A punishing December capped a year investors will be eager to forget when virtually every major asset class declined. The unpredictability that marked 2018 sets up some key conundrums facing markets in 2019.
Is the US bond market too gloomy?
The 10-year US government bond yield is the most scrutinised and significant interest rate in the world, and the market instability of 2018 shows that investors are hypersensitive to its movements.
As last year drew to a close, the $14tn market staged a vigorous rally, shoving down yields as fixed-income investors saw a US economy coming down from the stimulant-induced high.
Despite the abrupt move down in yields in November and December, which sent the 10-year yield as low as 2.72 percent, most analysts expect the yield to end 2019 at 3.44 percent. For those who regard the pessimism that gripped markets towards the end of last year as overstated, it is an augur that might just seem credible.
If that scenario plays out, it is feasible that it will further energise the dollar as more money follows the higher returns available on US assets, and deliver a setback to emerging market bonds and equities.
However, the portends of strategists for bond prices have proved too bearish in recent years. Whilst some consider that the bond market is wise to expect a much more sluggish US economy, contending that after passing four interest rate increases in 2018, the Federal Reserve may now be satisfied. For them, the more compelling challenge is whether the US yield curve inverts, which is a historically reliable barometer of a downturn that ensues when short-term bond yields rise above those for longer-dated bonds.
How will European markets cope with the demise of QE?
While the US Treasury market will produce plenty to set the orientation for other sovereign bonds, the prospects for European government debt will likewise be guided by the European Central Bank’s determination to end the multi-trillion euro bond-buying programme it opened in 2015.
As the ECB’s purchases helped depress yields, the lack of such a substantial buyer should exercise an upward push. But some remain skeptical that yields for some Eurozone countries will go up.
For a start, the ECB will go on to reinvest the profits of maturing debt it already holds. Meaning that its portfolio will persist at about the current €2.6tn level. The balanced fiscal position in some core Eurozone countries, notably Germany, affords another potential countervailing pressure to the ECB’s absence as there will be a narrow new supply of debt for investors to harvest.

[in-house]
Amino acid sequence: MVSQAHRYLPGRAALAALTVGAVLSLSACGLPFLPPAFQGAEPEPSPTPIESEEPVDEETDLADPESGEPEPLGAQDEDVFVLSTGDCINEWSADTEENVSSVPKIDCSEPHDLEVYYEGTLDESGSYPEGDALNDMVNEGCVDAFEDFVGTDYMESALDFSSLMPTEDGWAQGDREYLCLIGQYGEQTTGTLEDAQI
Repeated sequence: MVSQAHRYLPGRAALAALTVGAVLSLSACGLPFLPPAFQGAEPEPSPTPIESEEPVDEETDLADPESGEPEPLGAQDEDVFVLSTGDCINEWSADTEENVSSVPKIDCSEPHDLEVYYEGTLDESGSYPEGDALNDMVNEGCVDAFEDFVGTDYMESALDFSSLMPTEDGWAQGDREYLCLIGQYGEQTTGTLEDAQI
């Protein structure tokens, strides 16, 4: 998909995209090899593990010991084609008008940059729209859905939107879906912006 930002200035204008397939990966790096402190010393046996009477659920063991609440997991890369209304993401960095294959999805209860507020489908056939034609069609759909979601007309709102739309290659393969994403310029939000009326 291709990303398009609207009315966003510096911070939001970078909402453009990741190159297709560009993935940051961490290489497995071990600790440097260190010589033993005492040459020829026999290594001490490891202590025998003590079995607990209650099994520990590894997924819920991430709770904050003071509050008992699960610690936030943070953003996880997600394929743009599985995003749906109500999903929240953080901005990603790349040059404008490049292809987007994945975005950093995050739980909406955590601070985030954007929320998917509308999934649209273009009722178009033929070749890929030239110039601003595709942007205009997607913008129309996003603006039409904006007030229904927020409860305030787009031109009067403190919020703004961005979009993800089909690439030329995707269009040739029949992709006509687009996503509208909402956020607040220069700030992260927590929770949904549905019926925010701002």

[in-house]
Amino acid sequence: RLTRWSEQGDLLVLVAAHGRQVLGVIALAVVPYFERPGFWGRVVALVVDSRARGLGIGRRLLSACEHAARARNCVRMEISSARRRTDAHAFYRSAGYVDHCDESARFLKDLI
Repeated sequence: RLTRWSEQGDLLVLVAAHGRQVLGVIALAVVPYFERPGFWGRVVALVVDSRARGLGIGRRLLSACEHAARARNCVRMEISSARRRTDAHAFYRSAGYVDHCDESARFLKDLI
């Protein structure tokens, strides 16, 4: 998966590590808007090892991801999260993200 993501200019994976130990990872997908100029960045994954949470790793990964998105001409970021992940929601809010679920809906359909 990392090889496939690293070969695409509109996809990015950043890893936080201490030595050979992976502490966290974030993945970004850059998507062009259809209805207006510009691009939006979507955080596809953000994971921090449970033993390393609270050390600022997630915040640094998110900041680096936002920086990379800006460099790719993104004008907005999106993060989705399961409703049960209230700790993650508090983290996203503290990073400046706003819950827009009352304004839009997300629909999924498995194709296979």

For European fixed-income investors, plenty will depend on the behaviour of the Eurozone economy, which disappointed last year after an upbeat 2017. Should global trade pressures, a messy Brexit or a dislocation in relations between Italy’s populist government and Brussels scupper economists’ forecasts for a revival, then incentives for a move higher in German yields becomes even tougher to detect.
However, and on the other hand, a more sluggish Eurozone economy could still feed into a distinct dynamic for countries such as Italy, which possesses considerable volumes of fresh debt to sell after being at loggerheads with Brussels for much of last year over its spending plans. Bond investors could further be confronted by May’s European Parliament elections in which citizens have put their support behind parties pushing expansionary fiscal policies.
Will China’s renminbi extend its slide?
The performance of the Chinese renminbi remains a wild card for global investors. Those who regard the official GDP figures are inflating the strength of the economy believe Beijing will, in the end, let the renminbi fall further in 2019.
Whether Beijing and Washington can reach an accord that holds on trade will also be fundamental to the renminbi’s fate. While the wide consensus among foreign exchange strategists is that the dollar will wobble in 2019 as monetary policy moves in favour of other currencies such as the euro, many do not foresee that vulnerability to come against the renminbi.